Multitasking and how to get more done.

Multitasking is an amazing thing. By doing multiple things at once, we can improve our efficiency and productivity. It’s the key to being successful and happy! Or so we’re told. But I’ve learned otherwise so I’m calling BS on this misleading myth. 

The truth is that multitasking is not all it’s cracked up to be. Over the past two years I’ve learned the limitations of multitasking, when it does work and, more importantly, when it doesn’t. All this came about through the research I’ve been doing to overcome the state of distraction that has become our norm. The science of how our brain works makes it abundantly clear that most of what we believe about multitasking just isn’t true.

Through MRI technology, science has shown that our brains are not actually able to think about two things at once. When we try to, our brain reacts one of two ways:

  • At best, it divides its resources in two, applying half to one task and half to the other.
  • Or, most probably, it jumps back and forth from one task to the other.

The fact is that our brains cannot apply full resources to two or more tasks at the same time. Instead being more productive and efficient through multitasking, we actually decrease the quantity and quality of our output.

To do two things at once is to do neither. – Publilius Syrus

Two things happen when our brain is forced to bounce from one thing to another quickly and repeatedly. First, it creates attention residue which makes it difficult for us to leave the first task completely behind so we can concentrate on the second task. Secondly, it depletes our neural resources, which leads to mental fatigue and makes it harder to concentrate. The result is that our ability to think is not as strong and effective as it could be. Asking your brain to focus on two things at once is like asking it to juggle. Inevitably things get dropped, and the time it takes to pick them up and start again is longer than if you focused on just one thing at a time. So, multitasking does not make us more efficient or productive.  

Last, but not least, our brains are hardwired for completion. When we start and finish something, we experience a hit of dopamine. But when we start something without completing it, we create an open loop in our brain, which cycles around and around in our subconscious mind. Because our brain wants us to close these open loops, it keeps reminding us of our unfinished business, wanting us to deal with it right away so we can complete it. The result of these constant reminders is an underlying sense of unease and stress, until we finally finish the tasks we’ve started.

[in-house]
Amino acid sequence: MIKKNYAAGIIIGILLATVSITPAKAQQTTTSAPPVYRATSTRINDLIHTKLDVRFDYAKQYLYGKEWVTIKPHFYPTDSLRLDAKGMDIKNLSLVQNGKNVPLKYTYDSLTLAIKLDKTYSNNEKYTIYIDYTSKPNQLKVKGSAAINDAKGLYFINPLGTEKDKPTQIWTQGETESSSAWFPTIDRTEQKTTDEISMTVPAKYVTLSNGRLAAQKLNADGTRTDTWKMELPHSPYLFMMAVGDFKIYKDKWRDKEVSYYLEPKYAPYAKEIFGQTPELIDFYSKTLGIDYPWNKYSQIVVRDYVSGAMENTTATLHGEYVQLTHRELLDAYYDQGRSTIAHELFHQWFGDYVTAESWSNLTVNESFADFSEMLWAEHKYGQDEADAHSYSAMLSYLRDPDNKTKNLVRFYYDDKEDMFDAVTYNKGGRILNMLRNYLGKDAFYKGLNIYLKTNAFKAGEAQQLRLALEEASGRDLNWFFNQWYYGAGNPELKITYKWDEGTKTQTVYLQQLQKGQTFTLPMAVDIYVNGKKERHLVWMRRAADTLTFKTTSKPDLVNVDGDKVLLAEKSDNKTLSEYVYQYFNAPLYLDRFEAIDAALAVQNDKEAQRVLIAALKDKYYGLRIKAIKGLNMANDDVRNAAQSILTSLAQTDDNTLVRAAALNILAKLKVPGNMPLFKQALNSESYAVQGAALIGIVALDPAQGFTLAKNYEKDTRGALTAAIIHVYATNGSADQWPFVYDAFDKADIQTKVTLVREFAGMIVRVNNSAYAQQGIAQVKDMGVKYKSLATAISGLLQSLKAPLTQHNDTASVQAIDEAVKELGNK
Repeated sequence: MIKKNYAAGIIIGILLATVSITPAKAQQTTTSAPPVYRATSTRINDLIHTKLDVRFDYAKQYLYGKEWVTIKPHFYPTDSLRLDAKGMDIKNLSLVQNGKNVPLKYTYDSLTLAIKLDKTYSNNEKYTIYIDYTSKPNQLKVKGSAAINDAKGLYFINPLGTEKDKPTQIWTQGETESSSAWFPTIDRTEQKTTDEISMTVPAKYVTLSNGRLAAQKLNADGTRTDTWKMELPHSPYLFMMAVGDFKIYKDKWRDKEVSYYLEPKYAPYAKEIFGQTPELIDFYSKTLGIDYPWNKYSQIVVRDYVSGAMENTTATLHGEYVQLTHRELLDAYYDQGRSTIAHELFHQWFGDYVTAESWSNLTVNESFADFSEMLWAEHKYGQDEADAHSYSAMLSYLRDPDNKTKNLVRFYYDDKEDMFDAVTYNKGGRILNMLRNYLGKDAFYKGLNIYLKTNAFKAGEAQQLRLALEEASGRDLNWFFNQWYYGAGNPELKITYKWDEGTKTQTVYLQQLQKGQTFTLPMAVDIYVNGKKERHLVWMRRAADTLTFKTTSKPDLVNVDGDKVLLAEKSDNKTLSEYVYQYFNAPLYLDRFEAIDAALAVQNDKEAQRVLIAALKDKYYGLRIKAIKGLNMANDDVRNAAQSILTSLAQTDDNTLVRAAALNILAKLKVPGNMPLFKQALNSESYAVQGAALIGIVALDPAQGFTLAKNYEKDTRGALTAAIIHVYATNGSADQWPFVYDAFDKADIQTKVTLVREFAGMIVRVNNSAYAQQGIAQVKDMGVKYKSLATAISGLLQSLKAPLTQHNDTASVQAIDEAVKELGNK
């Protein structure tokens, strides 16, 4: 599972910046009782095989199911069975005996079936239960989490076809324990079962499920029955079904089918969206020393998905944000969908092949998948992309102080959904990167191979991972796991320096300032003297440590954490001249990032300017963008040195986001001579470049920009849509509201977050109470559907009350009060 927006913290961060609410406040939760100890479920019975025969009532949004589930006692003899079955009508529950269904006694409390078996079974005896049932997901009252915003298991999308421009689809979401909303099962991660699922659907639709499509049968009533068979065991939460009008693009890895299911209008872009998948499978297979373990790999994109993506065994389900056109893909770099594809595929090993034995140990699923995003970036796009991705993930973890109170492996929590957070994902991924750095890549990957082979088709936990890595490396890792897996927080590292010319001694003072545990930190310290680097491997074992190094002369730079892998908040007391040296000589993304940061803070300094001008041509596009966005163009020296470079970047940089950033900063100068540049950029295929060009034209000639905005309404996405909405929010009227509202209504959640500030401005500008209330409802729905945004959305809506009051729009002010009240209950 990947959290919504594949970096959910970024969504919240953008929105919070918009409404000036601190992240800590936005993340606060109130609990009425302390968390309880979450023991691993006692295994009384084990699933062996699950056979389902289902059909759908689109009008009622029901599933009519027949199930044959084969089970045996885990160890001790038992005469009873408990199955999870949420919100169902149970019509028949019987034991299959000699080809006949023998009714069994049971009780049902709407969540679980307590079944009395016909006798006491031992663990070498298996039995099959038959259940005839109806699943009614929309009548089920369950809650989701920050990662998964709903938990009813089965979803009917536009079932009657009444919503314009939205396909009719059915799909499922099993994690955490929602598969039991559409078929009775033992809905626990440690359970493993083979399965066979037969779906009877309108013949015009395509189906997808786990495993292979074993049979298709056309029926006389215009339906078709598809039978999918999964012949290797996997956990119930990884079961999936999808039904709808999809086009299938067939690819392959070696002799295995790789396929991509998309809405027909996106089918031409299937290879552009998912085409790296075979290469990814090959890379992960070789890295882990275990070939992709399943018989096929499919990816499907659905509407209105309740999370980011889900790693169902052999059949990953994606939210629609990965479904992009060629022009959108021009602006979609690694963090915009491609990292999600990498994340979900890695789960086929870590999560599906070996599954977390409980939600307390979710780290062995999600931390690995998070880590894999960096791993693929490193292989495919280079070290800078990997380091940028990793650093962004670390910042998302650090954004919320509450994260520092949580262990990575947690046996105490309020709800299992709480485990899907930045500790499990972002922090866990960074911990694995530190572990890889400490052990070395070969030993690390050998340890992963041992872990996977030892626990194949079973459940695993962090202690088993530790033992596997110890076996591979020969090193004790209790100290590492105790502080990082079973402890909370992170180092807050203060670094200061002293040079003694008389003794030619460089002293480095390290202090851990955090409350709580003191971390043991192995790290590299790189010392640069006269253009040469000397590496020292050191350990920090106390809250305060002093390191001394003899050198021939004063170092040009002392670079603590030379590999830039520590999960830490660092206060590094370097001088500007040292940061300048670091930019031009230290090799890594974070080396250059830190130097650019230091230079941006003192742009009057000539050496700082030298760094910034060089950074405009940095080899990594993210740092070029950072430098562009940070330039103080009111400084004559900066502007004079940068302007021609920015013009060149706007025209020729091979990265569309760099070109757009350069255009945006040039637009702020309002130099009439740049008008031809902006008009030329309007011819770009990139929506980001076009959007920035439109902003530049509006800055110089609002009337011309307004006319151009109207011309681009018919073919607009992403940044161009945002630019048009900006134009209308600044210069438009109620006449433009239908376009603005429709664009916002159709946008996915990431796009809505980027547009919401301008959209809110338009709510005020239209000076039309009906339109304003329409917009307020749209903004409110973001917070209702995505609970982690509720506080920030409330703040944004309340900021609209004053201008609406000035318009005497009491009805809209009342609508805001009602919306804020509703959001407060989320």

Multitasking is the ability to screw up everything simultaneously. – Jeremy Clarkson

Now, this is not to say that multitasking doesn’t have its place. Simple tasks that don’t require much brain power are fine to juggle, such as scheduling, organizing, sorting, etc. But multitasking does not work when we need to pay attention and concentrate. That type of work has been defined as ‘deep work’ by Cal Newport. If your job requires you to develop thoughts and ideas—in the form of content, strategies, analysis or processes, for example—you need to do deep work. And deep work cannot be accomplished through multitasking.

So how does one get deep work done? By monotasking—do one thing at a time and do it well. It sounds so simple but many are finding that harder and harder to do. It requires making one thing your priority and putting everything else aside for a specified period. During that time, you need to eliminate distractions and potential interruptions. And, most of all, you need to mentally commit to focusing on that one thing until it’s done. Then and only then should you move on to something else. Keep this up and, ultimately, you will get more done.

I’ve seen huge improvements in my work by spending more time monotasking over the past two years. My productivity and efficiency have improved, which I had anticipated. But what I didn’t realize is how much more satisfied I would be with the work I do. I often felt uneasy when I was multitasking, as if I wasn’t doing enough. Yes, I was getting work done but not as much as I wanted to—and I felt it wasn’t my best work. Now that I monotask, I’m more relaxed and happy with what I'm accomplishing. So, why don’t you give it a go? Let go of the multitasking myth and learn to focus on one thing at a time. It’s well worth it.


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